Goat Farming: New Lessons at the Farm Clinic

It is early Saturday morning and all roads lead to the Golden Farm Seed Clinic organized at the National Livestock Resources Research Institute (NaLIRRI) in Nakyesasa, Wakiso District.
Farmers were invited to learn about cattle and goat farming, and they came in large numbers using taxis, while others eagerly traveled in their private cars to learn.
Many farmers were interested in learning about goat breeding because they believed that goats were easy to raise because they were good forage browsers.

Experts who contacted the Seed of Gold company noted that a farmer who wants to raise goats should clearly define his farming goal. This can be meat, dairy and breeding stock production for other farmers.
If breeding is the goal, then management will focus on high-quality foundation stock, a detailed breeding plan, and a good registration system.

If the goal is to make a profit, management will focus on low-cost infrastructure, a simple management system, a small staff to reduce labor costs, and good financial management. Experts emphasized the importance of farmers observing the demand for goat products in the market before starting farming.
The role of the farmer
Dr Brian Martin Babigumira, Animal Husbandry and Senior Research Scientist at NaLIRRI, explained that goats are considered small animals that can be managed in large numbers in a small area.
They produce faster and breed so rapidly that in most cases a good female will produce twice a year. Usually two or three kids are born at one birth.

Mubende goats

The shiny, straight hair of this breed is normally black or a mixture of black and white.
Its meat is also of high quality, and its skin is used as leather in the tanning industry. Males have folds on their skin and are usually hornless. Adult males weigh between 25 and 35 kilograms, while females weigh between 22 and 28 kilograms.
A large number of farmers in central Uganda raise these goats on a commercial scale.
Kigezi goat breeds
They are found mainly in south-western Uganda and are black, white or a mixture of white and black and have long hair.
The average weight of a live male goat is about 28.8 kilograms, the weight of the casted ones is up to 30 kilograms, and the weight of the females is up to 30.3 kilograms.

Small East African goat breed
It is a species of goat found in eastern Africa from Zimbabwe and Malawi south through Tanzania to a large part of Kenya and Uganda, mainly in the Karamoja region, the Teso region and the West Nile region.
They have different names such as Sahelian goats, Maradi or Red Sokoto, African Dwarf goats and Pygmy goats among others.

They grow slowly but have a heavy build and are resistant to diseases such as heartworm, endemic tick disease and worms. Skins provide quality skin.
A mature male goat that grows for about 18 months weighs 28.9 kilograms, a normal male weighs about 25 kilograms, and females weigh about 22.8 kilograms.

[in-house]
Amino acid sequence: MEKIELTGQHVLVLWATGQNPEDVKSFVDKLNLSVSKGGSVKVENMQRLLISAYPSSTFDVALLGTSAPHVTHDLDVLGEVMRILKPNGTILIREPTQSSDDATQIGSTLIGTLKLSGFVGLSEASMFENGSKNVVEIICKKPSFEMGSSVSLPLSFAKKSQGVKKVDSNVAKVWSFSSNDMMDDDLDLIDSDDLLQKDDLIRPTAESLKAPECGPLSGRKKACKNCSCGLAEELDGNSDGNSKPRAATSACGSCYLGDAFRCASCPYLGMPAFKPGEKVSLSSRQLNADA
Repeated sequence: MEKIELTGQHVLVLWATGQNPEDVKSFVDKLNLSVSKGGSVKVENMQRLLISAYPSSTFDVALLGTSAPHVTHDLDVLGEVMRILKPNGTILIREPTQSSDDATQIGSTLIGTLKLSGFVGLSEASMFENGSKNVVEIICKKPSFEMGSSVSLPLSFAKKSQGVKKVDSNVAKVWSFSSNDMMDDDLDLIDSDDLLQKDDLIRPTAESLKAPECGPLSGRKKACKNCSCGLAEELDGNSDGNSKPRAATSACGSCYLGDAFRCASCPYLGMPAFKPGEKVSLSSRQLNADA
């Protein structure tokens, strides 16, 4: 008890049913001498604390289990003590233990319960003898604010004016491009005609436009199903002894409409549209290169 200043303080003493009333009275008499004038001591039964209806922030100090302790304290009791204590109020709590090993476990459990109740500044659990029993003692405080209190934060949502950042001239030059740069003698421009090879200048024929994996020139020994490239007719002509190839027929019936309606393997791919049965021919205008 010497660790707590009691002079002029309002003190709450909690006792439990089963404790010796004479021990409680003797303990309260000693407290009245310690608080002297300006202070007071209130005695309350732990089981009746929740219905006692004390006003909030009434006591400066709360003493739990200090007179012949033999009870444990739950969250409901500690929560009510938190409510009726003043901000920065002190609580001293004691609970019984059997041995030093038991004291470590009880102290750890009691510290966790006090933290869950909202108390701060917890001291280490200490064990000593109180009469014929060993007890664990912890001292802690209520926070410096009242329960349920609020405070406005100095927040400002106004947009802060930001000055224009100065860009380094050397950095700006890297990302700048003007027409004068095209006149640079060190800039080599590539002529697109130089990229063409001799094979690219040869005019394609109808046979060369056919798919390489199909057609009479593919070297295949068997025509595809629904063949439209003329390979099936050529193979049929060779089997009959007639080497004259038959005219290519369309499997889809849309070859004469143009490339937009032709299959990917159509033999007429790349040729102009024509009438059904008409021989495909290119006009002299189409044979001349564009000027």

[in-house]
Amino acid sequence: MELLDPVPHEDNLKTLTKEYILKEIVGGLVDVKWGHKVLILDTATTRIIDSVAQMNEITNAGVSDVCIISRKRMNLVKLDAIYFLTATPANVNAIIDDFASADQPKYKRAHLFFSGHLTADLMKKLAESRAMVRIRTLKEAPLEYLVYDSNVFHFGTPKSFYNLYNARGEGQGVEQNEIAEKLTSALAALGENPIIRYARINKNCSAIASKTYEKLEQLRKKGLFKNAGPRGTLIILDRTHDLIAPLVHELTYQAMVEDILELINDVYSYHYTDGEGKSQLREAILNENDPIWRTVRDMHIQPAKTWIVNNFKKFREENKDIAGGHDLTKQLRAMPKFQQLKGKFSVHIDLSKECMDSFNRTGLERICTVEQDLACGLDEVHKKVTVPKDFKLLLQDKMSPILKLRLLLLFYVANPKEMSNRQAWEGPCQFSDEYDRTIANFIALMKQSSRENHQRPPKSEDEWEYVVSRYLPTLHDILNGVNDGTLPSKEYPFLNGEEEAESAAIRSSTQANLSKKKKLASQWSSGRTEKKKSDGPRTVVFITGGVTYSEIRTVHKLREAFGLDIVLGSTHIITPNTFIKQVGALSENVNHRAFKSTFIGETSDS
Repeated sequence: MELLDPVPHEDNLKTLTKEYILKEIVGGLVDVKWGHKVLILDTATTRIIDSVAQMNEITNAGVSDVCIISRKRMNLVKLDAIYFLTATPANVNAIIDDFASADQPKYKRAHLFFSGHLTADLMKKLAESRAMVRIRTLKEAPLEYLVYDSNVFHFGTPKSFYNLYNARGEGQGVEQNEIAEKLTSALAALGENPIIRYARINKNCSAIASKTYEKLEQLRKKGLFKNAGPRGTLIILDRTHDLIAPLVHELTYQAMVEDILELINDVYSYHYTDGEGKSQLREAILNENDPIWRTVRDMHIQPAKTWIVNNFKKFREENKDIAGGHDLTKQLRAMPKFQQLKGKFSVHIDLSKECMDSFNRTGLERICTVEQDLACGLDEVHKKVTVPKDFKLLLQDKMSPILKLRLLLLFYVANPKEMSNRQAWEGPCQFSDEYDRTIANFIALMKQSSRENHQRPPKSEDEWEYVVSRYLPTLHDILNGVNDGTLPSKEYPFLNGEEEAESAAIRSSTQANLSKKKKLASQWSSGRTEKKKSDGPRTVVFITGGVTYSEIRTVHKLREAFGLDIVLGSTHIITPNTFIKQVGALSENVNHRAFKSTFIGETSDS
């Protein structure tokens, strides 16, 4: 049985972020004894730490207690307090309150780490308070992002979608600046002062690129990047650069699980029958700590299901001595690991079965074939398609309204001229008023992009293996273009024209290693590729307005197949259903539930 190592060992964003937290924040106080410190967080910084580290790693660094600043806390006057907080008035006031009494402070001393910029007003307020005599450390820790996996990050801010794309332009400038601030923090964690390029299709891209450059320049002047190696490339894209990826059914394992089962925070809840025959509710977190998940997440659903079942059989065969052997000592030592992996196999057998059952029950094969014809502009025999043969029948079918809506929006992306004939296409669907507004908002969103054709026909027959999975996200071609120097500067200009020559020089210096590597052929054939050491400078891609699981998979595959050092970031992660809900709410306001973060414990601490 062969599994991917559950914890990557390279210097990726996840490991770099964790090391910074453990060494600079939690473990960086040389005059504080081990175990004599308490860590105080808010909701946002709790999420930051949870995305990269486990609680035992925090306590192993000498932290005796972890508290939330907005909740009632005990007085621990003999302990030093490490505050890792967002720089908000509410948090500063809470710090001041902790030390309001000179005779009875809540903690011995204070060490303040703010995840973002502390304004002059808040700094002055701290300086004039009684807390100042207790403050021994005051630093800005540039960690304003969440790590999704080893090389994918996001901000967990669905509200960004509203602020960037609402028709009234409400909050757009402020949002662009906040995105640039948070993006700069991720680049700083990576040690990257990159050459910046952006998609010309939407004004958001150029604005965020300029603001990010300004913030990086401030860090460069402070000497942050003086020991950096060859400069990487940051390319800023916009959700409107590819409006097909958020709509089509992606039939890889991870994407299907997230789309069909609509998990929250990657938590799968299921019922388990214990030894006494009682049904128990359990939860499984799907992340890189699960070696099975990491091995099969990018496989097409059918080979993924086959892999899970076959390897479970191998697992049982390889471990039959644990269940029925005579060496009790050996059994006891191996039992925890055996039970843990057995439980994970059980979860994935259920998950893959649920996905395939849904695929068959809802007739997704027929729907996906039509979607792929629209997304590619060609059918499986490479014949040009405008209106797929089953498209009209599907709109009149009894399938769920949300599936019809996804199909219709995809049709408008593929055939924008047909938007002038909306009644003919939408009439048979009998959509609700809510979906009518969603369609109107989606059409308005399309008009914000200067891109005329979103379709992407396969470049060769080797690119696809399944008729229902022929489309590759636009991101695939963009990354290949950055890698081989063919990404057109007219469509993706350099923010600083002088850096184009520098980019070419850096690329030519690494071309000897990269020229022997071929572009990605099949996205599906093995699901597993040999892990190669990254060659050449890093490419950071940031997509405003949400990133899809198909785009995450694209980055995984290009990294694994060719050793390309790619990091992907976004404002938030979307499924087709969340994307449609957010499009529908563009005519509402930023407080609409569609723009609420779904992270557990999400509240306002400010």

Kalahari breed
They originate from South Africa and are brown in color with rounded horns.
NaLIRRI scientists are currently breeding about 100 goats at their research center in Maruzi, Apac District, where they have imported them for DNA evaluation, profiling and further breeding.
Females can give birth to two to three cubs three times in two years.
The male, called an Aquarius, is usually larger than the females, the average weight of the Kalahari brown bull is about 115 kilograms, and the average weight is about 75 kilograms.

Savannah goats
They are white in color and have good disease resistance. The Savannah goat is a large-framed, well-muscled breed used primarily for meat. However, their skin, horns and nails have black pigmentation to protect them from the sun. On average, they can weigh up to 60 kilograms, with males slightly higher when well-fed.

Boer goats
The Boer goat is a South African breed purposefully bred for meat. It has been bred in the Eastern Cape since about 1920, selected for its meat qualities and its ability to survive grazing in the region’s thorn belt. They are stout animals with white bodies and red heads, brown eyes, low-set ears, backward-curved horns, and strong, well-placed legs.
Adult males often weigh up to 160 kilograms, and females up to 110 kilograms.

Good goat breeding practices
Dr Babigumira says that after taking their goats for a walk during the day, the farmers are locked up at night. If possible, they should be kept in a shelter.
“Provide a clean environment by making sure their poop is always swept up and clean water is provided for them,” she advises.
The type of pasture they are given will depend on the region, but since goats are browsers, farmers can feed them legumes such as cowpea leaves, sorghum and corn stalks, which must be chopped and mixed with ingredients such as salt.
Others are turnips, brassica root crops that are used to fertilize goats, and caliandra tree leaves, which can then be plucked and placed high up for viewing.

There are also herbs such as bracharia and chloris gayana that can be chopped and dried as hay or made into shields with dressings as fodder. They can also be fed directly on the farm where such grasses are grown.
Supplemental feeds come from legumes such as vetiver using crushed seed that can be mixed with corn bran, molasses and salt. They should be given mineral seeps suspended in a place to seep.


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